April 25, 2005
Hubble Space Telescope Celebrates 15th Anniversary
NASA -- When NASA's Hubble Space Telescope was launched in 1990, astronomers anticipated great discoveries, ranging from finding black holes to looking back billions of years toward the beginning of time.
Now, 15 years later, the versatile telescope continues to deliver exciting new science, including helping to prove the existence of dark energy, tracing enigmatic gamma-ray bursts to distant galaxies, and sampling the atmospheres of far-flung planets. To celebrate Hubble's 15th anniversary, new breathtaking images will be released of a majestic spiral galaxy teeming with newborn stars and an eerie-looking spire of gas and dust.The new image of the well-known spiral galaxy M51 (known as the Whirlpool Galaxy), showcases a spiral galaxy's classic features, from its curving arms, where newborn stars reside, to its yellowish central core, a home for older stars.
A feature of considerable added interest is the companion galaxy located at the end of one of the spiral arms. The new photograph of the Eagle Nebula shows a tall, dense tower of gas that is being sculpted by ultraviolet light from a group of massive, hot stars.
The pictures are among the largest and sharpest views taken by Hubble. The images, taken by Hubble's Advanced Camera for Surveys, are 20 times larger than a photograph taken by a typical digital camera. The new images are so sharp that they could be enlarged to billboard size and still retain the stunning details.
Mural-sized images of both celestial objects will be unveiled at 100 museums, planetariums, and science centers across the country, from Guam to Maine. The 4-foot-by-6-foot image of M51 and the 3-foot-by-6-foot photograph of the Eagle Nebula will be on display at all the sites. A list of these sites is available on http://hubblesite.org/about_us/unveiling.shtml.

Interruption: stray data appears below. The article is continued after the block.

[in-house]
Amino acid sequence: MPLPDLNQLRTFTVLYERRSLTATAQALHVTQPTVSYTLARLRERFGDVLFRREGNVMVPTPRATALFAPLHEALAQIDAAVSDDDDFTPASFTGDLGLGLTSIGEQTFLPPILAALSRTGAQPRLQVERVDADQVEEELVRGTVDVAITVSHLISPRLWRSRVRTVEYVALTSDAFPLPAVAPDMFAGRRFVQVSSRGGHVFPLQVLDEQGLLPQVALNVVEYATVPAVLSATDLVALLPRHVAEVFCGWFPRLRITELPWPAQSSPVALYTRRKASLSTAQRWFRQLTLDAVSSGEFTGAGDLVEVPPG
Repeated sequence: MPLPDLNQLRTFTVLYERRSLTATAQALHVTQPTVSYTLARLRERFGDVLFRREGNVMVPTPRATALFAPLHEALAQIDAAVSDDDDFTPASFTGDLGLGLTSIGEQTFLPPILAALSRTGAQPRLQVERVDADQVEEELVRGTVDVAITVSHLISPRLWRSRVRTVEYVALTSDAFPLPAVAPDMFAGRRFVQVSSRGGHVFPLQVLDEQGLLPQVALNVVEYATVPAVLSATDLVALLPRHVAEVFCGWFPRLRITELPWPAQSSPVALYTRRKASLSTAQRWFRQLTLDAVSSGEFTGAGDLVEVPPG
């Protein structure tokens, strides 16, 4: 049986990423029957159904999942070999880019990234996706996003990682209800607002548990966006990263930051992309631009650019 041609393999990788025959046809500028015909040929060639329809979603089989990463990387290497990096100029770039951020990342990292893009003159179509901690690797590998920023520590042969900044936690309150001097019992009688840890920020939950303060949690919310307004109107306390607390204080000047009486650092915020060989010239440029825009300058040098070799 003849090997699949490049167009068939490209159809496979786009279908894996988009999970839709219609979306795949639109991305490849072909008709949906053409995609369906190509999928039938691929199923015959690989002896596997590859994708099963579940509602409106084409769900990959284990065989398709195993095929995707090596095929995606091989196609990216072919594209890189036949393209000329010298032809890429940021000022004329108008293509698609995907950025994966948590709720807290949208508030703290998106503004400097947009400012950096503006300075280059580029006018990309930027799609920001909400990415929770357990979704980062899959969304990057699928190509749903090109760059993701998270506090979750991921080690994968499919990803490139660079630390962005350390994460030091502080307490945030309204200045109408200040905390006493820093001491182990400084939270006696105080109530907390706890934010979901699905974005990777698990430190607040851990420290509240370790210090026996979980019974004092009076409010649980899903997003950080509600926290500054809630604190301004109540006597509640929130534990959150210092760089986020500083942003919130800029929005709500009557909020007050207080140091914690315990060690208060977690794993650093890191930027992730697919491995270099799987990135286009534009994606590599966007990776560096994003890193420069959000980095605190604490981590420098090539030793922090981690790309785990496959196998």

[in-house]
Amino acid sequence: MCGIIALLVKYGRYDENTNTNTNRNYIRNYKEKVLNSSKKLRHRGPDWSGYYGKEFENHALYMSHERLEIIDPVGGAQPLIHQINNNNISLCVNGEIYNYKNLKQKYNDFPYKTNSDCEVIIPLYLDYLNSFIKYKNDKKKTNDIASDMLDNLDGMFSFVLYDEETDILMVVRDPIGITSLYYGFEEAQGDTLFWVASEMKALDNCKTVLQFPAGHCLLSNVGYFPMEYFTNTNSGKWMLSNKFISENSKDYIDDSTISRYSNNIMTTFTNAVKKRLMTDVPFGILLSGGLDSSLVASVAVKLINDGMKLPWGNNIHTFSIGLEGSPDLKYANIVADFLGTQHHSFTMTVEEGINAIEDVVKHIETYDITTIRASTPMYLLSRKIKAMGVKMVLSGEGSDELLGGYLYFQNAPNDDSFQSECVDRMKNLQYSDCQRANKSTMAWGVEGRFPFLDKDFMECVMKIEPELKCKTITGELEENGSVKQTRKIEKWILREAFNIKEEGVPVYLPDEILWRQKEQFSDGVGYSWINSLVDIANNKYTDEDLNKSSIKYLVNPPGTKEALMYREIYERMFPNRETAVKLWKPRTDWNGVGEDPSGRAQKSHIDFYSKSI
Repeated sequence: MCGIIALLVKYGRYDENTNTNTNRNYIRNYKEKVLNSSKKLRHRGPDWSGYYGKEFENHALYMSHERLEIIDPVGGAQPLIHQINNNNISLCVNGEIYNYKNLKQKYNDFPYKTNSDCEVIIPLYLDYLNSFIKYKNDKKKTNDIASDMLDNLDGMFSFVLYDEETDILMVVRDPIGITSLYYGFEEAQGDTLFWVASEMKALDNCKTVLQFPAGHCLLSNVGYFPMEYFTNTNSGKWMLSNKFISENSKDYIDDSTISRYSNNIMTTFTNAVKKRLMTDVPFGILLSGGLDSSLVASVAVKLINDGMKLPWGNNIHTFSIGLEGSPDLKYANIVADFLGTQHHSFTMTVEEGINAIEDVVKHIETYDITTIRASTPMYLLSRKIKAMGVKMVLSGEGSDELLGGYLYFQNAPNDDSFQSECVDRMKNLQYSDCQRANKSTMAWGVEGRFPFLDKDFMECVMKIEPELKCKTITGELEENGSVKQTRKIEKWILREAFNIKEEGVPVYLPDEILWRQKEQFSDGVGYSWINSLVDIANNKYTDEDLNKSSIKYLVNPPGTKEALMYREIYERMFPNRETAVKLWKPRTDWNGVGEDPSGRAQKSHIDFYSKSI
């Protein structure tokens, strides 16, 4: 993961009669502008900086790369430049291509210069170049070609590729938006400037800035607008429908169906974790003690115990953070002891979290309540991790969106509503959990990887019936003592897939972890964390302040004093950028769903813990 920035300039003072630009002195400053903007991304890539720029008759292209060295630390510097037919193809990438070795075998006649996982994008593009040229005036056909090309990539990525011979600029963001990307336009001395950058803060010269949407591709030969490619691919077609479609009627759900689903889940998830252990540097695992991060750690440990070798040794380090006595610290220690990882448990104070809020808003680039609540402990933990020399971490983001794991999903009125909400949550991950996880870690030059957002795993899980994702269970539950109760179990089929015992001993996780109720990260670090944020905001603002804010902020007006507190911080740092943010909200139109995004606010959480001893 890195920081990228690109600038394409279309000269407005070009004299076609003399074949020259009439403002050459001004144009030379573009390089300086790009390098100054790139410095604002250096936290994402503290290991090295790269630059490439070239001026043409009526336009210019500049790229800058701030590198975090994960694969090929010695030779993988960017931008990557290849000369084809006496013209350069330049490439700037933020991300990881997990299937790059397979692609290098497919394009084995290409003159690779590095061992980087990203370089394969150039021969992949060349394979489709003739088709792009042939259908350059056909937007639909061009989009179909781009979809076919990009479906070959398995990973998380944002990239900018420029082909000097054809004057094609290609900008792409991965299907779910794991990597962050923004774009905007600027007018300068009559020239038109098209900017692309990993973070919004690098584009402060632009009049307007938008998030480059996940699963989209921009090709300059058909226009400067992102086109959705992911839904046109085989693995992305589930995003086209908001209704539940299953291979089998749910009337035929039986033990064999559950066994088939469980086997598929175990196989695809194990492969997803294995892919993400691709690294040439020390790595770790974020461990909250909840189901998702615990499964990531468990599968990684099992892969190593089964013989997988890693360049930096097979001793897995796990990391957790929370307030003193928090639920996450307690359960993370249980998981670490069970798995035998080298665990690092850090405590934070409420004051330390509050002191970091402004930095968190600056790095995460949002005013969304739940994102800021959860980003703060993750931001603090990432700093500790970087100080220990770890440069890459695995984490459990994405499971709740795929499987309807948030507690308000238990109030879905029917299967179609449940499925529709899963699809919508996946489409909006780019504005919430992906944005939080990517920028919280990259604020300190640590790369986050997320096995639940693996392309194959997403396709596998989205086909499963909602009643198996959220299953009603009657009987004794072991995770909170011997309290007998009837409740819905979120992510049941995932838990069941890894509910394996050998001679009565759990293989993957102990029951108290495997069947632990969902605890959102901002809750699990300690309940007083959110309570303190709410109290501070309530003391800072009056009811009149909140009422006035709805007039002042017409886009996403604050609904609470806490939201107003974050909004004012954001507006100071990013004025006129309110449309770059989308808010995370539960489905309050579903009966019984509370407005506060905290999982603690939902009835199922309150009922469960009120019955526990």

Views of M51 and the Eagle Nebula (seen here) along with more than 1,000 other glorious Hubble images, can be savored from the comfort of your home. If you want some Hubble pictures to hang in your home, then go to "Astronomy Print Shop" at the Hubble Site.
Choose from a list of Hubble images that are specially formatted for printing. Select the image, the size you want (from 4 inches by 6 inches to 16 inches by 20 inches), and download it. Then take it to your favorite print shop to make a copy suitable for framing.
Looking for information about Hubble and its discoveries that is written for children? Then go to the Amazing Space education website at http://amazing-space.stsci.edu/. Children can read a story tailored just for them on Hubble's 15th anniversary, entitled "Hubble's Picture Book of the Universe."
The story is under "The Star Witness," a section of the website offering Hubble news written for children. Children also can take a journey through the eras of telescope history by going to Amazing Space's "Online Explorations" and clicking on "Telescopes from the Ground Up." This newest addition to Amazing Space traces the fascinating history of telescope evolution from the technological advancements to the people who made the telescopes.
Hubble was placed into Earth-orbit on April 25, 1990. For the first time, a large telescope that sees in visible light began orbiting above Earth's distorting atmosphere, which blurs starlight and makes images appear fuzzy. Astronomers anticipated great discoveries from Hubble.
The telescope has delivered as promised and continues serving up new discoveries. During its 15 years of viewing the universe, the telescope has taken more than 700,000 snapshots of celestial objects such as galaxies, dying stars, and giant gas clouds, the birthplace of stars. Astronomers are looking forward to more great discoveries by Hubble.
Image 1: The Whirlpool Galaxy -- The graceful, winding arms of the majestic spiral galaxy M51 (NGC 5194) appear like a grand spiral staircase sweeping through space. They are actually long lanes of stars and gas laced with dust.
This sharpest-ever image of the Whirlpool Galaxy, taken in January 2005 with the Advanced Camera for Surveys aboard NASA's Hubble Space Telescope, illustrates a spiral galaxy's grand design, from its curving spiral arms, where young stars reside, to its yellowish central core, a home of older stars. The galaxy is nicknamed the Whirlpool because of its swirling structure.
The Whirlpool's most striking feature is its two curving arms, a hallmark of so-called grand-design spiral galaxies. Many spiral galaxies possess numerous, loosely shaped arms which make their spiral structure less pronounced. These arms serve an important purpose in spiral galaxies. They are star-formation factories, compressing hydrogen gas and creating clusters of new stars. In the Whirlpool, the assembly line begins with the dark clouds of gas on the inner edge, then moves to bright pink star-forming regions, and ends with the brilliant blue star clusters along the outer edge.